Top Seed Possible?
HARRISONBURG — Matt Brady said he’s unconcerned with seedings for the Colonial Athletic Association basketball tournament — he’s focused on his team’s next game rather than three games ahead of now.
But the classic coach-speak hadn’t yet trickled down to the James Madison basketball team moments after its buzzer-beating win at Delaware on Sunday night.
“We’re going for that No. 1 spot,” senior forward Rayshawn Goins said. “I know we’re two games behind, and we get a chance to knock Northeastern off. If we get somebody else to beat them, then we’ve got a good shot at that No. 1 spot.”
Added freshman Andre Nation: “We’re trying to win out right now, trying to come in first, get that bye.”
Entering today’s televised 7 p.m. game at first-place Northeastern — the only CAA team JMU has not yet faced — the Dukes (16-12 overall, 10-5 in the Colonial) trail the Huskies (17-10, 12-3) by two games with three to play.
If JMU wins tonight, it will still need Northeastern to lose at least one additional game, but any tie in the standings would go to the Dukes, due to the head-to-head victory. If Northeastern wins, JMU’s hopes for the regular-season title — and the reward of a first-round bye in the seven-team CAA tournament — are gone.
Brady wouldn’t take the bait when asked about conference tournament implications, but he certainly realizes that his players might be a bit more charged up for tonight’s contest at Matthews Arena in downtown Boston.
“This is another big game. It’s nice to be in big games in February,” Brady said. “I think we’ve had other quality wins in our program in my time here, but they haven’t kept us in contention this late in the season. So it’s a tribute to the kids for buying in and sticking together.”
Northeastern hasn’t reached the NCAA Tournament since 1991, but it appeared to be the favorite to capture the CAA’s automatic bid when it won 12 of its first 13 league games, including an 8-0 start. Now, after consecutive losses to Delaware and North Carolina-Wilmington, the Huskies seem vulnerable, even if they do hold the top spot in the standings.
“I thought we had pretty good efforts in both games,” coach Bill Coen said of the losses. “From an execution standpoint we just fell short.”
Execution of one or two plays often determines whether the Huskies win or lose. Eleven of their 15 conference games have been decided by six or fewer points.
“His teams always play in close games,” Brady said of Coen. “They make an awful lot of passes, they reverse sides of the floor, they don’t overpower you, they take care of the basketball, they don’t play very fast. They’re going to be in a lot of close games. … And when you play that many close games, you’re going to lose some of them.”
Leading scorer Joel Smith sat out Northeastern’s two-point loss against Delaware because of an ankle injury and then was scoreless in just 16 minutes during the team’s 73-67 defeat at UNCW on Saturday. Coen said Tuesday that Smith is “rehabbing furiously,” hoping to return strong for tonight’s game.
Smith (16.3 points per game) carried the load when fellow senior guard Jonathan Lee missed the first nine games of the season with a foot injury. The versatile Lee, a preseason CAA first-team selection, is averaging 13.8 points, 4.7 rebounds, 4.1 assists and 1.8 steals per game since his return. NU is 13-3 when both Lee and Smith play 20-plus minutes.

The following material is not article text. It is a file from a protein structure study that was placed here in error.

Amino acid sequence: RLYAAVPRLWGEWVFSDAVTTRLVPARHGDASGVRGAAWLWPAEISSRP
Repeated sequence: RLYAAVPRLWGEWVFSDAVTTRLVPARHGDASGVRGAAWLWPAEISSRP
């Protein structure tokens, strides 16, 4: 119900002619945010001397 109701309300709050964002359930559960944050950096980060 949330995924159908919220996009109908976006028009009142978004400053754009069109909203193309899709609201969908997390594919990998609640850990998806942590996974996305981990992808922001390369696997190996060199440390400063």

The Huskies’ other standout player is sophomore swingman Quincy Ford, who’s putting up 13.3 points and 5.8 rebounds a night. Forward Reggie Spencer is averaging 10.3 points and 6.3 rebounds, but isn’t a primary option.
“We won’t have to [double-team anybody] in this game, for the most part,” Brady said. “Our perimeter guys have to guard their perimeter guys. I like our perimeter guys defensively.”
JMU point guard Devon Moore might be the best perimeter defender in the league. He hasn’t been bad offensively, either. With 32 assists in his last four games, Moore is now just six shy of breaking Pierre Curtis’ all-time mark (463) at JMU.
Moore made the game-winning pass on Andre Nation’s last-second alley-oop dunk at Delaware, a game Brady said created “maybe the most pure joy our team has felt after a win” during his five-year tenure.
The Dukes came back from 11-point deficits in each half. Against a team as offensively sound as Northeastern, JMU isn’t eager to find itself in any double-digit holes.
“To go into their house is going to be a big game,” Moore said. “We need a 40-minute game to win this.”
The Huskies are actually just 6-7 at home, where they’re drawing 1,911 fans (roughly 1,000 fewer than the school’s hockey team brings in). They rank 10th in the 11-team CAA in basketball attendance.
Northeastern is second in shooting (44.9 percent), first in 3-point shooting (37.1 percent) and first in points per possession (1.047) in the Colonial. While Northeastern’s defense forces more turnovers per game than any other team, it’s just eighth in points per possession and last in field-goal defense. NU also collects the fewest rebounds of any CAA squad.
Coen said he’s not too concerned with his team’s recent losses, or the fact that the league race is suddenly tightening.
“What we’ve talked about, really since the beginning of the year, is this journey,” he said. “You’ve got to put one foot in front of the other, and if you stop to smell the roses, somebody’s going to catch you. … The ultimate prize is to be playing your best basketball at the end of the year in your conference tourney.”
After tonight, Northeastern has a week off before playing its final two games, at Georgia State and home against Old Dominion. JMU’s final two games are home against Georgia State and at William & Mary.